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Tuesday, September 17, 2013

Lukewarm to Warm Season Grasses?


There undoubtedly tends to be a strong passion for a hawk in flight, or a bright and blooming wildflower - but what about those often colorless season grasses that cover most of the fields and meadows in the area? I'll admit I was not entirely interested in learning the many different varieties, but after two hikes focused on cool and warm season grasses, I've come to appreciate the diversity. I now find myself carefully focusing on identifying the grasses on my commute to work, rather than the road...

The Giant Foxtail (Setaria faberi), Yellow Foxtail (Setaria glauca) and Green Foxtail (Setaria viridis) may be one of the easiest to identify or spot due to its characteristic name. In image below, the Yellow Foxtail is the orange/brown/yellow colored one, and the Giant Foxtail is the green colored grass.

Green Foxtail
Giant Foxtail and Yellow Foxtail
Purpletop

Purpletop (Tridens flavus) is a native plant preferred by many animals and insects. It is the tallest plant pictured below.
In comparison to Purpletop, there is a non-native grass called, Johnson grass (Sorghum halepense), which has similar purpleish color to the seedlings. Botanist, Janet Ebert, leading the season grass hike, pointed out one of the in-plain-sight differences is that purpletop's seedlings will droop down, while johnsongrass's seedheads are raised. See picture:

Johnson grass
Our group was also a bit distracted by the beauty of the caterpillar of the Black Swallowtail Butterfly. Read TLC's recent blog about these caterpillars

Tiger Swallowtail Caterpillar

Stilt Grass Control

For those of you who have battled with Microstegium vimineum (Japanese Stiltgrass) you know that it can be an uphill battle.  However, the one saving grace about the plant is that it is an annual grass--if you can keep it from setting seed then you can at least keep it from spreading further.  Just remember you have to be diligent because the seed has been viable in the soil for up to 7 years.  We'll keep that depressing fact to ourselves, and just realize that NOW is the time to combat stilt grass.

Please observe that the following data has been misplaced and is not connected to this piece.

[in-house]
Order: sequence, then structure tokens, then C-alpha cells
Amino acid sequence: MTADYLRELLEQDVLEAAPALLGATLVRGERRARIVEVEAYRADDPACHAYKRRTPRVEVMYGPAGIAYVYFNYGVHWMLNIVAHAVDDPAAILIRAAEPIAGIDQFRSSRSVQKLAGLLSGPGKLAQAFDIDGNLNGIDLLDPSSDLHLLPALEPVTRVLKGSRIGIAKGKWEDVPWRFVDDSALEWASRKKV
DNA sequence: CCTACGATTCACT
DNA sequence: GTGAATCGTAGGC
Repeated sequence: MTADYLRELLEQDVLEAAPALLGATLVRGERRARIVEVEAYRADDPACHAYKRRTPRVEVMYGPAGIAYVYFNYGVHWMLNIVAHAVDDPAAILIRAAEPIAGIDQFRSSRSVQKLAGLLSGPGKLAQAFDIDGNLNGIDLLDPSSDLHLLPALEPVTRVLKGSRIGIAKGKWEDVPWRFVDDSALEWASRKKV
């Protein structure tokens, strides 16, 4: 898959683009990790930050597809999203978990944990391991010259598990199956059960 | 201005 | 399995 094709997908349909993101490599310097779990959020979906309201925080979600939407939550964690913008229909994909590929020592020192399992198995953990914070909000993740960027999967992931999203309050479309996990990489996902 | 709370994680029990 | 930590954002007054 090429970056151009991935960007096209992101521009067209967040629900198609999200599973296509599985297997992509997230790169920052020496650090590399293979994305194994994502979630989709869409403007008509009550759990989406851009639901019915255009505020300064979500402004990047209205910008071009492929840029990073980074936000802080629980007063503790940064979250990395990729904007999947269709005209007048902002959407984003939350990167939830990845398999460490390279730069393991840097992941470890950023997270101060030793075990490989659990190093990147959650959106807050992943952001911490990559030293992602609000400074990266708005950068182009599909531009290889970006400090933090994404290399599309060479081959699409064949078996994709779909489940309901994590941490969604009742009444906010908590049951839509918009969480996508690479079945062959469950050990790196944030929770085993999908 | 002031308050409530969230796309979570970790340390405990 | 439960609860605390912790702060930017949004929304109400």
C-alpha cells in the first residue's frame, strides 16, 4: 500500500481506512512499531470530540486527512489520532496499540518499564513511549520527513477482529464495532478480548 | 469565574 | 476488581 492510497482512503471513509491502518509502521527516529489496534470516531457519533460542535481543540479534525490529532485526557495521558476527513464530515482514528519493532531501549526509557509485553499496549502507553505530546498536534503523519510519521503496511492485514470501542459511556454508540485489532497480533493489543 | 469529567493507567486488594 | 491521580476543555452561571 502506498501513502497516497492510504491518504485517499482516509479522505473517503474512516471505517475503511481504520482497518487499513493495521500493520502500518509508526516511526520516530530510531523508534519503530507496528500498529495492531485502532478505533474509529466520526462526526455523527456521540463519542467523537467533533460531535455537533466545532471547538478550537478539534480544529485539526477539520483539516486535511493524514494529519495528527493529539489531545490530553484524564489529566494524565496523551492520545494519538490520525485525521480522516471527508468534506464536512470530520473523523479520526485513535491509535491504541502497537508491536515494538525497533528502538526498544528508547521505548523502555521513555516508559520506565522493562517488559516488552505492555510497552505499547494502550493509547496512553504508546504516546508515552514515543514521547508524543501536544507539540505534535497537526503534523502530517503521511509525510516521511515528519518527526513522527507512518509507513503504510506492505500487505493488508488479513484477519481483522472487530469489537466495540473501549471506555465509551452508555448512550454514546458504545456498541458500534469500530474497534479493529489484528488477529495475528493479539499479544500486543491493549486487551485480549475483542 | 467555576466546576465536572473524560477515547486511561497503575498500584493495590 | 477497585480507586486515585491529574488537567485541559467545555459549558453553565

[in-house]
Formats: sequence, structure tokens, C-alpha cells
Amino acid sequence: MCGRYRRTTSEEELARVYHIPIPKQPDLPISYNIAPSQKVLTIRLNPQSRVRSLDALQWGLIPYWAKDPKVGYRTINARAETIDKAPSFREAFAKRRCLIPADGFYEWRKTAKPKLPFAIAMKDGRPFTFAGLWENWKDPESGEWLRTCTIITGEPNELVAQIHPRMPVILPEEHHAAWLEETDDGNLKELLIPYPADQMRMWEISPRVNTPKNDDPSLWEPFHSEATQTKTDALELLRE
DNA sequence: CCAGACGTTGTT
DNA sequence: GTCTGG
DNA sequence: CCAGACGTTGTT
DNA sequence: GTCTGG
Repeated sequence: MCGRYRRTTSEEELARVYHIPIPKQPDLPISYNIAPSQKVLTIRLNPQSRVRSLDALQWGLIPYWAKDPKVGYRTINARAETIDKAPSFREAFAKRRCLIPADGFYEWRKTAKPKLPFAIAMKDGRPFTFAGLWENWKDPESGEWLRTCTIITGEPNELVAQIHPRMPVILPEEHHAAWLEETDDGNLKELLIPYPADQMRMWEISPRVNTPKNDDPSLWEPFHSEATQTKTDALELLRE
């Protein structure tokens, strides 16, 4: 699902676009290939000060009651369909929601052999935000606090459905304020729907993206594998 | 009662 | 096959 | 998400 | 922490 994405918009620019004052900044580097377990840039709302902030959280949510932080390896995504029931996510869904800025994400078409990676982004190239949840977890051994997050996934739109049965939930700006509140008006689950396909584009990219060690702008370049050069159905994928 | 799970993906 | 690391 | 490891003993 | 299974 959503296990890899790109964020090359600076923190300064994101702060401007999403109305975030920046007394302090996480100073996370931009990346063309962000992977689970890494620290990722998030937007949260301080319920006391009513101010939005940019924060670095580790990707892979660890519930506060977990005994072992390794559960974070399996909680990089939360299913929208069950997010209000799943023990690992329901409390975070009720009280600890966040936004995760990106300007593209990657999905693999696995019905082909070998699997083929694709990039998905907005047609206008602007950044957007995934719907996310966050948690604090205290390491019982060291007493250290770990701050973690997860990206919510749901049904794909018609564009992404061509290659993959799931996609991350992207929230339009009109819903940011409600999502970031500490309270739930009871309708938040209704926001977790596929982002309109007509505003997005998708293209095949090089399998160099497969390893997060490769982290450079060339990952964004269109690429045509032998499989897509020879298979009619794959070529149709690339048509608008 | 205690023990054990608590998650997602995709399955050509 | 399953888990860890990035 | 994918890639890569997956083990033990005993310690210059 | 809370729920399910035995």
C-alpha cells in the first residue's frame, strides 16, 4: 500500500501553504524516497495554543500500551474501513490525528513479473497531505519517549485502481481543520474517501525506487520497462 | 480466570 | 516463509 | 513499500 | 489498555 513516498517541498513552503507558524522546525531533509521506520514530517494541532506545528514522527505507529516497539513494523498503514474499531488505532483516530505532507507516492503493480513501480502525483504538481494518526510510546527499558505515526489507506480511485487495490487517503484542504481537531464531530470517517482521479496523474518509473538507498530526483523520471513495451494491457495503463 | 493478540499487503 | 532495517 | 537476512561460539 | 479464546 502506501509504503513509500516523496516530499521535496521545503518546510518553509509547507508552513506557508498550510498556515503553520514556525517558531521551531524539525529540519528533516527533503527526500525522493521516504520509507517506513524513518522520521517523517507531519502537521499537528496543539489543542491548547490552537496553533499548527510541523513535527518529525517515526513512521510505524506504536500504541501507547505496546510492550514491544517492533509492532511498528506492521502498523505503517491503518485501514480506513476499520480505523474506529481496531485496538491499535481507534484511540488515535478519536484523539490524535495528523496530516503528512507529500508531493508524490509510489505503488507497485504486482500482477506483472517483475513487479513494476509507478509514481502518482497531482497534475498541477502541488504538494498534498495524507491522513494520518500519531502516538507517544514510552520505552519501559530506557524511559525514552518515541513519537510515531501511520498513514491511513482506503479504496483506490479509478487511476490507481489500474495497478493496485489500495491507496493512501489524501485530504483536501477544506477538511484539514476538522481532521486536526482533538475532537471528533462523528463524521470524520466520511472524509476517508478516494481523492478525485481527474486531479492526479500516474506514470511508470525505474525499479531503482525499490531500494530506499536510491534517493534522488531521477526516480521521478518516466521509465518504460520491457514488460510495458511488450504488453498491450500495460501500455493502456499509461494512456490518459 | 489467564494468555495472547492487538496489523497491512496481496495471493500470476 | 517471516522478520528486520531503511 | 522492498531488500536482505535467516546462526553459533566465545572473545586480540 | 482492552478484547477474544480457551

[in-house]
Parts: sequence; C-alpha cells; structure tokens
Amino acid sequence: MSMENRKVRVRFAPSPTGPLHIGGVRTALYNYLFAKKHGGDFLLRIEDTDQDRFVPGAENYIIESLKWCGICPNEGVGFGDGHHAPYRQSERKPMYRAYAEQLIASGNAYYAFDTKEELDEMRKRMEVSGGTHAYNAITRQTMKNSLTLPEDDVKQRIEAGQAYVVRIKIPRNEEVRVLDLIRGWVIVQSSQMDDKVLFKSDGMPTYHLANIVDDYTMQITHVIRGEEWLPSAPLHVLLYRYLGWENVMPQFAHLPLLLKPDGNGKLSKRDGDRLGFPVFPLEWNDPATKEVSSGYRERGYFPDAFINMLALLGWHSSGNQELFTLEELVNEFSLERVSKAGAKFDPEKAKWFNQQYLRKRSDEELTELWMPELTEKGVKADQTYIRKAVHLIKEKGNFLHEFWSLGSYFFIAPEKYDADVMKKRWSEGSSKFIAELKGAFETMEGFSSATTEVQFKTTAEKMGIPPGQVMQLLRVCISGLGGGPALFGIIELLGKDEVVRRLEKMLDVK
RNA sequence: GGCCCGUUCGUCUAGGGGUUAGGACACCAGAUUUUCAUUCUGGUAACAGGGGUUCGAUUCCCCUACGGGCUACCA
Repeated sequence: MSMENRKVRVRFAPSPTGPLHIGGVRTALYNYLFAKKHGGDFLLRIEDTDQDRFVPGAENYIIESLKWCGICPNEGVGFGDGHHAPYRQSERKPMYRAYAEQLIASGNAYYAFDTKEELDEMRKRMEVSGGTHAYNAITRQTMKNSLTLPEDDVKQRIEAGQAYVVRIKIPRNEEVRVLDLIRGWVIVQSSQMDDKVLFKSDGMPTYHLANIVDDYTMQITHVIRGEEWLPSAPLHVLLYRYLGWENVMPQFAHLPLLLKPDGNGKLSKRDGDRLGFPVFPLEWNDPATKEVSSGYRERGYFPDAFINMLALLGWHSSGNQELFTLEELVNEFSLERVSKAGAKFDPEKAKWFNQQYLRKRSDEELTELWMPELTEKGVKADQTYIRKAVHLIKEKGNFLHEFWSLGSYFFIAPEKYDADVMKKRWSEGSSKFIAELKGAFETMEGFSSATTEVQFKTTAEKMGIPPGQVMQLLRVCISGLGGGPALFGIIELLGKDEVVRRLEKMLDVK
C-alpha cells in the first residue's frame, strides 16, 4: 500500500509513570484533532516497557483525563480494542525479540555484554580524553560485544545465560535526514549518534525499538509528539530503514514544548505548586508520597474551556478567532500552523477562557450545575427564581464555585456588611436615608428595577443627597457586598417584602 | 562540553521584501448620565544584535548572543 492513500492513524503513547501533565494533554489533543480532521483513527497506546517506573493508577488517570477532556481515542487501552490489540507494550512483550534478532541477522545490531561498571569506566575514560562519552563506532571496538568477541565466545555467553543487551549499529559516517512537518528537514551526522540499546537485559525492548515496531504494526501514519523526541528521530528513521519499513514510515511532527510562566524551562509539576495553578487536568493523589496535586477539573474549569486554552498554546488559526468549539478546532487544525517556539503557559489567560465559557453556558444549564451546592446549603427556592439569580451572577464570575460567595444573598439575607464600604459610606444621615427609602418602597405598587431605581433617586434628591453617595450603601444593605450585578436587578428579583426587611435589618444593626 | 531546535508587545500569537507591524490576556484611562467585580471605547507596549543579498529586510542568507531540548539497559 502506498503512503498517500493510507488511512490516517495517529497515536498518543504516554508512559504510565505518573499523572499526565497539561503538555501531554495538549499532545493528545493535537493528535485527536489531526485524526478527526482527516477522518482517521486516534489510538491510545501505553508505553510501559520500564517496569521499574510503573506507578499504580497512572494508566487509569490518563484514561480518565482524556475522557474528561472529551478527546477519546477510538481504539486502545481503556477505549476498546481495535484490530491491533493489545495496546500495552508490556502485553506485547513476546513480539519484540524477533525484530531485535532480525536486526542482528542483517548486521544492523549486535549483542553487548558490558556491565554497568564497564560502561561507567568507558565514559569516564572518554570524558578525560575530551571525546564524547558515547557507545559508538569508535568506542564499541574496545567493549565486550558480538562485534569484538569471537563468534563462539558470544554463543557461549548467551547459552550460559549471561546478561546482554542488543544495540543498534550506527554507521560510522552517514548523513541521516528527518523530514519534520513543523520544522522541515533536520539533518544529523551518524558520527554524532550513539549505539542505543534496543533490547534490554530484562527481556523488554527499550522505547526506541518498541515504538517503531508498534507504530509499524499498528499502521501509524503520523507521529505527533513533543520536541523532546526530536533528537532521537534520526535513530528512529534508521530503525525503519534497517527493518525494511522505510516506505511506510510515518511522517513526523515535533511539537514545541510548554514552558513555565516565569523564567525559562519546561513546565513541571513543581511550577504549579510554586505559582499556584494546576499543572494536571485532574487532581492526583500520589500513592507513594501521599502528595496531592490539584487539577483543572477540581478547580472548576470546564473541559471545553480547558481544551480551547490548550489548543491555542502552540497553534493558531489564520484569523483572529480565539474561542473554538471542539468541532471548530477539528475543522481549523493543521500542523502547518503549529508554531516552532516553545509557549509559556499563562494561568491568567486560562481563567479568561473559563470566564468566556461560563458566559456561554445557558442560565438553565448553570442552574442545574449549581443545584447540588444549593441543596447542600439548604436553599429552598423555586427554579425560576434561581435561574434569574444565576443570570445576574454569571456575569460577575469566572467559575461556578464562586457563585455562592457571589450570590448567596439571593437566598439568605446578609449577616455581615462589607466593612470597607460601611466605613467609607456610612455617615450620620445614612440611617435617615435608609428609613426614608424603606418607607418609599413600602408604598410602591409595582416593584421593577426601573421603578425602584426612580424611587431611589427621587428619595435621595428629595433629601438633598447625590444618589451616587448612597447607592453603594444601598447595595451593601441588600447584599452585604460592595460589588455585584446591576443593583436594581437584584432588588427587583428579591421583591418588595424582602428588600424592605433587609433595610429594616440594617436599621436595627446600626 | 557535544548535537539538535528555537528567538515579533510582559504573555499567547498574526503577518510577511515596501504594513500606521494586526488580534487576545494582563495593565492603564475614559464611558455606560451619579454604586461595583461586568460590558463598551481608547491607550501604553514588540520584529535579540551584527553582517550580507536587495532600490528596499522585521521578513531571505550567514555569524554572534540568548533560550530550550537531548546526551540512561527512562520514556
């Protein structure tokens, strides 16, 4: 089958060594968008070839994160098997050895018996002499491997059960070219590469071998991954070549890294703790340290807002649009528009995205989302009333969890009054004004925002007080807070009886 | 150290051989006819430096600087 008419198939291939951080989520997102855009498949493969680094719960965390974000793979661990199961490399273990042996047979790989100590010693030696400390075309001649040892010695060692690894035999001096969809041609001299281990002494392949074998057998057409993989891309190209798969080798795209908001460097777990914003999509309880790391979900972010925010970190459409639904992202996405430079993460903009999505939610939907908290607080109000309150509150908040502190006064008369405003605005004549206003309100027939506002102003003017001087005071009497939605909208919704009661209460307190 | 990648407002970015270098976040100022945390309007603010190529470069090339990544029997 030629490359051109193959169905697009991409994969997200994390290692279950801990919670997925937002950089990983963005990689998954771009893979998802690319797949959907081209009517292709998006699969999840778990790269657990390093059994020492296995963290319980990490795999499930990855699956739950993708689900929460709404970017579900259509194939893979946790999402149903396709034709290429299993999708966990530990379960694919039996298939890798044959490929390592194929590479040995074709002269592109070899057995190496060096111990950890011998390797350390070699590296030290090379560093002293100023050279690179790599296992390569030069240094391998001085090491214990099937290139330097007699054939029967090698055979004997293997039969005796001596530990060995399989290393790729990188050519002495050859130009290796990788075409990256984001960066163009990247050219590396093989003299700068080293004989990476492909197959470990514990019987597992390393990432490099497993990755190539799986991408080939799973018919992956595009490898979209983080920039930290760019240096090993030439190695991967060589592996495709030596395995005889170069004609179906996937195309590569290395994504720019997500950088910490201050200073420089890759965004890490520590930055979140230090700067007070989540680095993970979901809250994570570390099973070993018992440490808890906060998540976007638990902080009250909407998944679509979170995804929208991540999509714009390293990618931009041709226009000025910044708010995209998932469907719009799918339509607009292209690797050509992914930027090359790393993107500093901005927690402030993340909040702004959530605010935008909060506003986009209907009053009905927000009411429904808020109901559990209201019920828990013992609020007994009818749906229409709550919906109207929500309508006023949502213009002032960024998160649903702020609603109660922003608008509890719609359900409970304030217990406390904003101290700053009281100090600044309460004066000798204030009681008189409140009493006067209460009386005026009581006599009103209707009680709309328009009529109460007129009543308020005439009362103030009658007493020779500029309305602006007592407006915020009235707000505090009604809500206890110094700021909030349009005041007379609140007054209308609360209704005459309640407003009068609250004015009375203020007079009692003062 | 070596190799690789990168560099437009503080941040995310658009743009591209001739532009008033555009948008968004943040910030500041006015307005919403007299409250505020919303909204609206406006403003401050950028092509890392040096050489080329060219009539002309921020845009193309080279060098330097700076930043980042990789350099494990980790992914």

Head out with your weed whacker while the flower buds are full--but before it sets seed, and weed whack away!! You will be preventing the seed from further development!! Start your weed whackers and win the stilt grass fight today!!

Thursday, September 12, 2013

Can a bird really see a window??



This is an interesting and well researched article about a problem that I am sure each and every one of you have encountered over the years--birds flying into your window.   My mom has always tried to prevent it be fixing the "holiday" stickers to the windows at their house.  Each season, we have a different set of static clings on the windows (which are floor to ceiling) in an attempt to keep the birds from committing suicide--this article might help out her feats--and any of you who have a similar issue at your house. 

Link to the article:

Wednesday, September 11, 2013

Caterpillars Abound!

We came across yet another caterpillar at Stateline Woods, so I thought I'd pass along the photo and the identification.  This is the photo of the caterpillar of the Black Swallowtail butterfly.  The Black Swallowtail is mostly black with a blue tail and mimics the look of the Pipevine Swallowtail Butterfly.

As butterflies (and caterpillars) they feed on the parsley and Rutaceae family of plants giving them a "yucky" taste--if you are a bird!  We found this fellow on Queen Anne's Lace (in the carrot/parsley family).  

Fall has arrived--so please let us know if you are interested in learning about more ways to attract butterflies/caterpillars to your yard--our Landscape Visionaries team would be happy to help

Monday, September 9, 2013

Pennsylvania's Topology Today

The second annual Pennsylvania Master Naturalist program kicked off its first field trip with a lesson on geology from geologist, Gale Blackmer, of PA DCNR.

Master Naturalists observing an outcrop.
Take a second to think about Pennsylvania. What do you see when this word pops into your head? All of the images in your mind are most likely related to geology- forests, mills, dams, lakes, streams, mountains. We introduce Geology as the opening topic for the PA Master Naturalist program because it   lays the groundwork for the following fields such as, botany, watersheds and wildlife studies.